On March 21, 1987, Harmon married actress Pam Dawber (born on October 18, 1951). They welcomed their first child, son Sean Thomas Harmon, on April 25, 1988. Their second son, Ty Christian Harmon, was born on June 25, 1992. Harmon has two older sisters: actress and painter Kristin Nelson (born in 1945) and actress Kelly Harmon (born in 1948). He is the uncle of musicians Gunnar and Matthew Nelson of the rock group “Nelson” and actress Tracy Nelson.
An award-winning football star, Mark Harmon was introduced to acting in his senior year of college by friend-actor Ozzie Nelson, whom he met through his older sister Kristin. After having a walk-on role on the 1973 television series “Ozzie’s Girls,” Harmon began to study the craft and continued his dramatic training even after he graduated from college. At age 24, Harmon entered the acting world professionally.
Following guest spots in such series as NBC's “Emergency” and “Adam 12” (both 1975), and ABC's “Laverne & Shirley” (1976), Harmon nabbed an Emmy nomination for playing the supporting role of a soldier named Robert Dunlap in his TV film debut, “Eleanor and Franklin: The White House Years” (ABC, 1977). More TV roles followed, including that of Officer Mike Breen on the short-lived series “Sam” (CBS, 1978) and Captain John McIntosh in his miniseries debut, “Centennial” (NBC, 1978). Harmon then broke into the wide screen with the supporting role of Billy Joe Meynert in the Alan J. Pakula Western “Comes a Horseman” (1978), which starred James Caan and Jane Fonda. It was followed by a small part in the 1979 action/adventure “Beyond the Poseidon Adventure” and a costarring role on the ABC series “240 Robert” (1979-1980).
In the early 1980s, Harmon's career gained a boost thanks to his role of Fielding Carlyle in the NBC prime time soap “Flamingo Road” (1981-1982). This led to his breakout role of plastic surgeon Dr. Bobby Caldwell on the well-liked, hospital-set NBC drama “St. Elsewhere.” Starting his tenure in 1983, the California native left the Emmy-winning show in 1986 when his character was diagnosed with AIDS following an unprotected heterosexual encounter. The plot line was considered one of the first in the history of television in which an important character contracted the disease.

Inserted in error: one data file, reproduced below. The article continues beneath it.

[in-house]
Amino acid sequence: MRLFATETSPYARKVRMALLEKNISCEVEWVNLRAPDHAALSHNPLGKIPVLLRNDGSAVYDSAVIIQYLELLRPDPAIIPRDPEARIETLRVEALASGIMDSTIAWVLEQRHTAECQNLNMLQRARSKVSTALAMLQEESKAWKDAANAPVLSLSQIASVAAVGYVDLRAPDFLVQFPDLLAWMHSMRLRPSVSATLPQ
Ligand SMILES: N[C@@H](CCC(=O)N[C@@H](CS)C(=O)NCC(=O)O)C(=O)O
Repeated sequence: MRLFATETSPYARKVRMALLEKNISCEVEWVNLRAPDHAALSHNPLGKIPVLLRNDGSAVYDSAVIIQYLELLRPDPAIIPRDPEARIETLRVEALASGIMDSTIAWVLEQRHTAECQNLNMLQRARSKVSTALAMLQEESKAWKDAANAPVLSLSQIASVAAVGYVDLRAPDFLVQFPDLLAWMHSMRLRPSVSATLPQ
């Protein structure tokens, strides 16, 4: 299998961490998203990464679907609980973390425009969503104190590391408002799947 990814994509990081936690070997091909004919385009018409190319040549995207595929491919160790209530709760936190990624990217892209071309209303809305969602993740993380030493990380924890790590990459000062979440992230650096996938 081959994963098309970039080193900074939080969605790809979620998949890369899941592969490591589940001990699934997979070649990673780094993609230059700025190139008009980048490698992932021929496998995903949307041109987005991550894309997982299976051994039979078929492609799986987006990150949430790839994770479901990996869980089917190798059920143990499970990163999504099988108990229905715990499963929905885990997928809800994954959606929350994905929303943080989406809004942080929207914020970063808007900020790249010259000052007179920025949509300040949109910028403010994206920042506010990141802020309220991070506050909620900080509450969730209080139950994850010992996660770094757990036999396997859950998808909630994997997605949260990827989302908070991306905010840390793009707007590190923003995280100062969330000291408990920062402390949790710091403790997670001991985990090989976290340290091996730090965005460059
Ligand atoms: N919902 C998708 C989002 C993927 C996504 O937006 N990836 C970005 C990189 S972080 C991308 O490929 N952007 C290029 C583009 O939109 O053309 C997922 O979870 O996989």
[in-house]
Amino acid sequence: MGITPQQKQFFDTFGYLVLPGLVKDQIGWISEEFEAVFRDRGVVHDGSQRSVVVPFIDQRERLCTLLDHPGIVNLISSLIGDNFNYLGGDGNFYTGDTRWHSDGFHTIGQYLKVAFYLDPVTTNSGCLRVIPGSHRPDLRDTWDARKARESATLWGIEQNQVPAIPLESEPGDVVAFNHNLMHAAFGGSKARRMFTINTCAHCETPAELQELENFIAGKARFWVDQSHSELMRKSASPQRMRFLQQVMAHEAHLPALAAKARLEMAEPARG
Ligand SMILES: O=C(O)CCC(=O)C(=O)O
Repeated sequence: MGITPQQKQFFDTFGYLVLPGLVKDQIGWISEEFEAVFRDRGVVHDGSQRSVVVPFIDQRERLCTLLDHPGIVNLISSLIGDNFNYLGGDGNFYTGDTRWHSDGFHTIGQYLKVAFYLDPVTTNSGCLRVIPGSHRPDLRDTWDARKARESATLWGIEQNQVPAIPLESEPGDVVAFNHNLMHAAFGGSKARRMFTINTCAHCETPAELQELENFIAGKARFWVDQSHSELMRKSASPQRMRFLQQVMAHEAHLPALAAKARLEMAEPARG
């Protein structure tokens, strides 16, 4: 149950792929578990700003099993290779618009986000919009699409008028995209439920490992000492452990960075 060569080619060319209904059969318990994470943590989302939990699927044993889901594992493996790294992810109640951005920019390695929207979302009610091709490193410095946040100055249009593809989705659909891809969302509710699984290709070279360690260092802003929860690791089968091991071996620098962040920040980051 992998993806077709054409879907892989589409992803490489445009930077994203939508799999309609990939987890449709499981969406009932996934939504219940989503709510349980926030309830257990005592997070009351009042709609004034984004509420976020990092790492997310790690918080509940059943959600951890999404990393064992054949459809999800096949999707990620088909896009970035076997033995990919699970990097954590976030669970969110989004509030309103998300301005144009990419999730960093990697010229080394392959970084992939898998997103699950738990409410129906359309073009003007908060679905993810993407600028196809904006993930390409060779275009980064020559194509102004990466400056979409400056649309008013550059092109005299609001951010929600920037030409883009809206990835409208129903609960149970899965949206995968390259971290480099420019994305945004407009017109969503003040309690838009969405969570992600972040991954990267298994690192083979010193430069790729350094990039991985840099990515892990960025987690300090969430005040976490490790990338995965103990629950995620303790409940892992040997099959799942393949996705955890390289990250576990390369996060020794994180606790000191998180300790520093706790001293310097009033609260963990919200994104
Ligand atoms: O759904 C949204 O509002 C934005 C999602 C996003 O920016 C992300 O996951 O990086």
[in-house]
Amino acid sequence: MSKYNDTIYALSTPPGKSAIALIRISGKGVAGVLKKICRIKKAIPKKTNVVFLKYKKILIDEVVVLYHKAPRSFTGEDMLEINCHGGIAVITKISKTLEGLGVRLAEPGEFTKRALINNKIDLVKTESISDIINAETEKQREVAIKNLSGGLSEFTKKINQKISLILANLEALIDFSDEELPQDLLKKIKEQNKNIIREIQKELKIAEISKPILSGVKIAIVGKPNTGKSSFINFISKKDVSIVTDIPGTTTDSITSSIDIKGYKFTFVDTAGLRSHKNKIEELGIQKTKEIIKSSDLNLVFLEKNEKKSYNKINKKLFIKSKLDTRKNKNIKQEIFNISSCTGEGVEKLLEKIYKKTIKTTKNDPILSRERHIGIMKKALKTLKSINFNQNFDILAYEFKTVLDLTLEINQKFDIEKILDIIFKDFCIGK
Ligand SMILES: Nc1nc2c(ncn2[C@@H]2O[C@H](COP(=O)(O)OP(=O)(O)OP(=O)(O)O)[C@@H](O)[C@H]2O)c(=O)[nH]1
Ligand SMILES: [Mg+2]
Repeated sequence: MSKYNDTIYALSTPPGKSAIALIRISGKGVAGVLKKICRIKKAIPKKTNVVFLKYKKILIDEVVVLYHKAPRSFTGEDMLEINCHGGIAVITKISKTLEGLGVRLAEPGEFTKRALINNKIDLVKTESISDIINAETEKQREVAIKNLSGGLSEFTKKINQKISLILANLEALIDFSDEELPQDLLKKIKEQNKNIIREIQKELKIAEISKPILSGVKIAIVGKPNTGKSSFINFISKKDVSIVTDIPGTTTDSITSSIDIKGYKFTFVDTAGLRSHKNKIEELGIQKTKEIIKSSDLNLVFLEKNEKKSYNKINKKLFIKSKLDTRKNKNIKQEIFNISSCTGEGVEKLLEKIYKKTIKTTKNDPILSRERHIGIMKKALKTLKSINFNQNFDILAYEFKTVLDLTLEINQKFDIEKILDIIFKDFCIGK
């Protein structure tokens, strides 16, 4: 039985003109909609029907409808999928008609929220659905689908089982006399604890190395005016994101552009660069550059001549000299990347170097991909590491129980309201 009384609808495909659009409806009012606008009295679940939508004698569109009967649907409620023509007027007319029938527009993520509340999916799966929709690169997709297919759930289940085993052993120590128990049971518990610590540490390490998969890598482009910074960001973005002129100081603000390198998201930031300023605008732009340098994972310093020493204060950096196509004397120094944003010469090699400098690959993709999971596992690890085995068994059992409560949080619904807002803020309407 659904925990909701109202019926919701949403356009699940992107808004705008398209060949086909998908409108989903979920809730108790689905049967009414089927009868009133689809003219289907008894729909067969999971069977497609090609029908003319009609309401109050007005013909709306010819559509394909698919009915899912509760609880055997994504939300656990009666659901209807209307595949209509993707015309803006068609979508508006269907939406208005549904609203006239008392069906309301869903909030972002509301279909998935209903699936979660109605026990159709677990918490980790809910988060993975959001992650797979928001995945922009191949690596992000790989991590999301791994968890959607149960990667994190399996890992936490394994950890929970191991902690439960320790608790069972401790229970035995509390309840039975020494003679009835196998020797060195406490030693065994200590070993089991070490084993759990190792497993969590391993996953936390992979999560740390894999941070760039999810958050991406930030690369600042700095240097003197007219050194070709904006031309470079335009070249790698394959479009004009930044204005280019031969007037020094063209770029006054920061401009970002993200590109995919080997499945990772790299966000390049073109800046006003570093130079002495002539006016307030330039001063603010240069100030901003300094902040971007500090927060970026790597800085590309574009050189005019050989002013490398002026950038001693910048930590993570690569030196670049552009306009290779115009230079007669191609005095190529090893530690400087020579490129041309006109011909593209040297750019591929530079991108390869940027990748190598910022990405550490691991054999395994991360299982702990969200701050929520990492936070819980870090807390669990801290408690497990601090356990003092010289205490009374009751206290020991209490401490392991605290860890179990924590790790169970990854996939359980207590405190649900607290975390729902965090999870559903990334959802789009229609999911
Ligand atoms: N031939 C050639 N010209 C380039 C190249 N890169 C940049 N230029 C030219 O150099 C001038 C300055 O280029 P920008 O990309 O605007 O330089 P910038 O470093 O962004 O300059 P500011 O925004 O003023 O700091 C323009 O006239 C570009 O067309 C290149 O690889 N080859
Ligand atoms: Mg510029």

“That's what excites me about being an actor, the idea that I can get up every morning and try something new and grow and change. I'm not worried about image. I wouldn't have done the AIDS storyline if I weren't. I'm an actor.” Mark Harmon
Harmon, who was named “People” magazine's “The Sexiest Man Alive” in 1986, took another challenging role, that of serial killer Ted Bundy in the two-part NBC TV-film “The Deliberate Stranger” (1986). For his fine acting job, he received a Golden Globe nomination for Best Performance by an Actor in a Mini-Series or Motion Picture Made for TV. He revisited series TV the following year when he had a recurring role on the ABC comedy/drama “Moonlighting,” portraying Cybill Shepherd's love interest, Sam Crawford. Also in 1987, he headlined the Carl Reiner-comedy/romance “Summer School,” opposite Kirstie Alley and took home a Golden Globe nomination for his portrayal of Elmer Jackson on the based-on-true story “After the Promise” (TV). Harmon next costarred with Sean Connery in the thriller “The Presidio” in 1988 and delivered one of his noted dramatic performances in the little-seen drama “Stealing Home” that same year. He closed out the decade by starring alongside Elizabeth Taylor and Madeleine Stowe in a TV remake of “Sweet Bird of Youth” and in the comedy film “Worth Winning “